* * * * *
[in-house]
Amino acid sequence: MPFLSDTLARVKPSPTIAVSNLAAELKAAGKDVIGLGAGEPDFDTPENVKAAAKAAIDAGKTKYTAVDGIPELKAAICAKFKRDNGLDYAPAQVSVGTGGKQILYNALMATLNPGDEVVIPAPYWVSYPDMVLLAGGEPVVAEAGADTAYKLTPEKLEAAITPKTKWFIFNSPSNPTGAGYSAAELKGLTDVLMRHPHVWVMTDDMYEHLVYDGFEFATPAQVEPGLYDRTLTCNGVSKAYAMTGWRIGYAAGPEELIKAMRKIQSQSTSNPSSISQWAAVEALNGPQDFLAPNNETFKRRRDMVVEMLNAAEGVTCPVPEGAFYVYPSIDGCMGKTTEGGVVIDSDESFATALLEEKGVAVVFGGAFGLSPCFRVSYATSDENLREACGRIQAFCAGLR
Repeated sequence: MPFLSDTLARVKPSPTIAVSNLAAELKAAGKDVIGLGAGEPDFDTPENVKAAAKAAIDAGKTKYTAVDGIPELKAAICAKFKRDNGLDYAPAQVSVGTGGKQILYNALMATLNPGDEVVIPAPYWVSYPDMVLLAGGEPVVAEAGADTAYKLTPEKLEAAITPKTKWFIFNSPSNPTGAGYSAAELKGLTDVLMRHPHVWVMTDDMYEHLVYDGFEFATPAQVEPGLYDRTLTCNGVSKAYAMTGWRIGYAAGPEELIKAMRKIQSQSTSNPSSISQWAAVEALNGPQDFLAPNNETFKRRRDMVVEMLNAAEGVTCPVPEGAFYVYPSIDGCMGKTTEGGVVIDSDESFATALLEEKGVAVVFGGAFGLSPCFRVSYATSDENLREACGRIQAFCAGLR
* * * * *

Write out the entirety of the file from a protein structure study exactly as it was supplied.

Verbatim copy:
[in-house]
Amino acid sequence: MPFLSDTLARVKPSPTIAVSNLAAELKAAGKDVIGLGAGEPDFDTPENVKAAAKAAIDAGKTKYTAVDGIPELKAAICAKFKRDNGLDYAPAQVSVGTGGKQILYNALMATLNPGDEVVIPAPYWVSYPDMVLLAGGEPVVAEAGADTAYKLTPEKLEAAITPKTKWFIFNSPSNPTGAGYSAAELKGLTDVLMRHPHVWVMTDDMYEHLVYDGFEFATPAQVEPGLYDRTLTCNGVSKAYAMTGWRIGYAAGPEELIKAMRKIQSQSTSNPSSISQWAAVEALNGPQDFLAPNNETFKRRRDMVVEMLNAAEGVTCPVPEGAFYVYPSIDGCMGKTTEGGVVIDSDESFATALLEEKGVAVVFGGAFGLSPCFRVSYATSDENLREACGRIQAFCAGLR
Repeated sequence: MPFLSDTLARVKPSPTIAVSNLAAELKAAGKDVIGLGAGEPDFDTPENVKAAAKAAIDAGKTKYTAVDGIPELKAAICAKFKRDNGLDYAPAQVSVGTGGKQILYNALMATLNPGDEVVIPAPYWVSYPDMVLLAGGEPVVAEAGADTAYKLTPEKLEAAITPKTKWFIFNSPSNPTGAGYSAAELKGLTDVLMRHPHVWVMTDDMYEHLVYDGFEFATPAQVEPGLYDRTLTCNGVSKAYAMTGWRIGYAAGPEELIKAMRKIQSQSTSNPSSISQWAAVEALNGPQDFLAPNNETFKRRRDMVVEMLNAAEGVTCPVPEGAFYVYPSIDGCMGKTTEGGVVIDSDESFATALLEEKGVAVVFGGAFGLSPCFRVSYATSDENLREACGRIQAFCAGLR